Lecture: For nonscience majors. Introductory survey of astronomy. How we learn about the Universe and what we already know of it, how it originated, evolves, and its ultimate fate. Emphasis on modern research in solar phenomena, stellar evolution (including white dwarfs, neutron stars, pulsars, and black holes) and galaxy studies (including quasars). Lab: Multiple sections. For nonscience students. Introduction to the night sky, telescopes, astronomical events, and celestial maps. Visual and telescopic observations of the constellations, moon, planets, stars, an d other interesting astronomical objects. Attendance is required. Gen.Ed.(PS)
Devoted each year to a particular topic or current research interest. Prerequisites: At least three semesters of physics, astronomy, or geology. Juniors and seniors only, or per instructors permission. Prerequisites: 2 semesters of physics, 2 semesters of calculus, and an astronomy course at the 200 level or above.
Lecture: For nonscience majors. Introduction to the physical characteristics of the earth, moon, planets, asteroids and comets, their motions and gravitational interactions. Recent discoveries of space probes relative to formation of the solar system and origin of life. Lab: Multiple sections. For nonscience students. Introduction to the night sky, telescopes, astronomical events, and celestial maps. Visual and telescopic observations of the constellations, moon, planets, stars, and other interesting astronomical objects. Attendance required.(Gen.Ed. PS)
Course covers the grandest panorama of all - beginning with the origin of the universe and ending with the rise of humanity. Emphasis is on the greatest questions posed by the human mind. Major topics include the ultimate nature of nature: space-time and matter-energy, origin and ultimate fate of the universe, evolution of galaxies, stars and the elements, origin of the solar system and the Earth, extraterrestrial life, origin of life on earth, the microbial world, plant and animal evolution, primates and the origin and evolution of humans, and Charles Darwin and the process of biological evolution. Discussions cover some of the most interesting and often controversial topics in the natural sciences today including cosmology and dark matter/dark energy, meteorites and life in the solar system, the Snowball Earth hypothesis, chemical evolution of life, the earliest evidence of life on Earth, extremophiles, toxic organisms and biological warfare, the Cambrian explosion, mass extinctions, evolution of humanity, Late Pleistocene-Holocene megafaunal extinctions, and the search for extraterrestrial intelligence. (Gen. Ed. BS)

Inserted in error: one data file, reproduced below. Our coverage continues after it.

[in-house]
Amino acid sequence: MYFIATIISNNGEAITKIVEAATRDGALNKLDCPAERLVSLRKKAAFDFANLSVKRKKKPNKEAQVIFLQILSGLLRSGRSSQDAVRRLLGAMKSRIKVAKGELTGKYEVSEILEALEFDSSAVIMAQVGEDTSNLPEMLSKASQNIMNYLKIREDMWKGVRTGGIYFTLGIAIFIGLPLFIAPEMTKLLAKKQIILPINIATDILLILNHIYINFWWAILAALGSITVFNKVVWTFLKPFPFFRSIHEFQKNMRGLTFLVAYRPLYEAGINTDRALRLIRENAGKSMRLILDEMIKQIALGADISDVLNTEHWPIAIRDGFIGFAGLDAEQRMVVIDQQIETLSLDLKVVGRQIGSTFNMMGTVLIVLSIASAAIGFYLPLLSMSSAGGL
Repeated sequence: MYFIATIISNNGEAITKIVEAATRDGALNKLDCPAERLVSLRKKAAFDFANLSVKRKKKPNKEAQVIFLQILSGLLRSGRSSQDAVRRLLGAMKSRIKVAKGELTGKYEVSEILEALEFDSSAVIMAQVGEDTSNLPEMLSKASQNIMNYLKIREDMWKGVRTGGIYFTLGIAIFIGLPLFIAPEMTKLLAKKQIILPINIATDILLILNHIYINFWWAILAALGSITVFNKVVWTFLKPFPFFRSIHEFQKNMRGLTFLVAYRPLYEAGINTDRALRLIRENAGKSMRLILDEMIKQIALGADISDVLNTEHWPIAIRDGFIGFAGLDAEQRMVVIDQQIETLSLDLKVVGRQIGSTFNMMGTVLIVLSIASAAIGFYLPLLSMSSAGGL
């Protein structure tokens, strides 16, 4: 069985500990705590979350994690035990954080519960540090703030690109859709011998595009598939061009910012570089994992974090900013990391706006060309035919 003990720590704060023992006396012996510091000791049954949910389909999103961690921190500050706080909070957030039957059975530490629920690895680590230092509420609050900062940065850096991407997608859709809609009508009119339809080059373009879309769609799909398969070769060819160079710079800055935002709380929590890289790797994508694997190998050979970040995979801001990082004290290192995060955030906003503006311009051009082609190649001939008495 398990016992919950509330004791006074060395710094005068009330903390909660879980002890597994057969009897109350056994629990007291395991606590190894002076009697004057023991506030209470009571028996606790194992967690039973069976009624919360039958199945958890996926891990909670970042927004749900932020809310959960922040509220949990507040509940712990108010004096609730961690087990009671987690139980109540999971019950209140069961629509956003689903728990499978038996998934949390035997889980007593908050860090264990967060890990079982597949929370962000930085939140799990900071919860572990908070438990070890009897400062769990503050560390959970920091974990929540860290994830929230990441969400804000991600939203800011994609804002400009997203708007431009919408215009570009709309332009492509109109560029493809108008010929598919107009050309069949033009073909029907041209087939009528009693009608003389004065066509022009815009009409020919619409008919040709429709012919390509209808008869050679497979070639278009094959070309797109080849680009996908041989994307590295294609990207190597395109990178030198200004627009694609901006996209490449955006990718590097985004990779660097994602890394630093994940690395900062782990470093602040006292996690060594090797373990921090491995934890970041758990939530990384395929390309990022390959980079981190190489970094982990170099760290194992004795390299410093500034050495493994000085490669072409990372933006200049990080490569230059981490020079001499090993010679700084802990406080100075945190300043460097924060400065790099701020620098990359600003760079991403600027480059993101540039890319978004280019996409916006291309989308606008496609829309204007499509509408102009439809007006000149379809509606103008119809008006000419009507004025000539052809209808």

Basic weather parameters, light and energy in the atmosphere. Topics include: atmospheric gases and their behavior; instability of the atmosphere; winds and their origin: large scale, small scale. Moisture: evaporation, condensation, clouds. Kinds of precipitation. Storms: hurricanes, thunderstorms, tornadoes. Atmospheric optics: rainbows, halos, mirages. Climate and climate change. (Gen.Ed. PS)
Lecture: For nonscience majors. Introductory survey of astronomy. How we learn about the Universe and what we already know of it, how it originated, evolves, and its ultimate fate. Emphasis on modern research in solar phenomena, stellar evolution (including white dwarfs, neutron stars, pulsars, and black holes) and galaxy studies (including quasars). Lab: Multiple sections. For nonscience students. Introduction to the night sky, telescopes, astronomical events, and celestial maps. Visual and telescopic observations of the constellations, moon, planets, stars, an d other interesting astronomical objects. Attendance is required. Gen.Ed.(PS)